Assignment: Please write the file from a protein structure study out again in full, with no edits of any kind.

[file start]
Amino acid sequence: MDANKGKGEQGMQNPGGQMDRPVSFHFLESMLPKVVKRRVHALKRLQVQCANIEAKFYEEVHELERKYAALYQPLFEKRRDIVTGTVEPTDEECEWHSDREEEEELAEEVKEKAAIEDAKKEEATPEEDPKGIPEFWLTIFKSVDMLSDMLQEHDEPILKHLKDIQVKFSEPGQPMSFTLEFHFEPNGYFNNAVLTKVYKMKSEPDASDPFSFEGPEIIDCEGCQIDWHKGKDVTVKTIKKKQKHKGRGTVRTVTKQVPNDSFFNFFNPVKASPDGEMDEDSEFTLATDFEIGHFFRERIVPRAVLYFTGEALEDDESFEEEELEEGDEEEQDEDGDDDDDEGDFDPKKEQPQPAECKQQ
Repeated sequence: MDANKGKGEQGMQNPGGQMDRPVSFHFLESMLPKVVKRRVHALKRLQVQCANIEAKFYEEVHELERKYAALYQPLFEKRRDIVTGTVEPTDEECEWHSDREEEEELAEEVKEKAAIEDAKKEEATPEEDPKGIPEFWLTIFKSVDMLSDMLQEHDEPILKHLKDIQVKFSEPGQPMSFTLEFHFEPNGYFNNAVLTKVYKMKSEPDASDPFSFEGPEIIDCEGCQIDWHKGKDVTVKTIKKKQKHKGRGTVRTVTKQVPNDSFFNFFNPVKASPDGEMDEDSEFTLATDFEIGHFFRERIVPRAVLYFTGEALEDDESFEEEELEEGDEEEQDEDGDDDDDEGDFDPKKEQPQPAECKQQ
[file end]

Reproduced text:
Amino acid sequence: MDANKGKGEQGMQNPGGQMDRPVSFHFLESMLPKVVKRRVHALKRLQVQCANIEAKFYEEVHELERKYAALYQPLFEKRRDIVTGTVEPTDEECEWHSDREEEEELAEEVKEKAAIEDAKKEEATPEEDPKGIPEFWLTIFKSVDMLSDMLQEHDEPILKHLKDIQVKFSEPGQPMSFTLEFHFEPNGYFNNAVLTKVYKMKSEPDASDPFSFEGPEIIDCEGCQIDWHKGKDVTVKTIKKKQKHKGRGTVRTVTKQVPNDSFFNFFNPVKASPDGEMDEDSEFTLATDFEIGHFFRERIVPRAVLYFTGEALEDDESFEEEELEEGDEEEQDEDGDDDDDEGDFDPKKEQPQPAECKQQ
Repeated sequence: MDANKGKGEQGMQNPGGQMDRPVSFHFLESMLPKVVKRRVHALKRLQVQCANIEAKFYEEVHELERKYAALYQPLFEKRRDIVTGTVEPTDEECEWHSDREEEEELAEEVKEKAAIEDAKKEEATPEEDPKGIPEFWLTIFKSVDMLSDMLQEHDEPILKHLKDIQVKFSEPGQPMSFTLEFHFEPNGYFNNAVLTKVYKMKSEPDASDPFSFEGPEIIDCEGCQIDWHKGKDVTVKTIKKKQKHKGRGTVRTVTKQVPNDSFFNFFNPVKASPDGEMDEDSEFTLATDFEIGHFFRERIVPRAVLYFTGEALEDDESFEEEELEEGDEEEQDEDGDDDDDEGDFDPKKEQPQPAECKQQ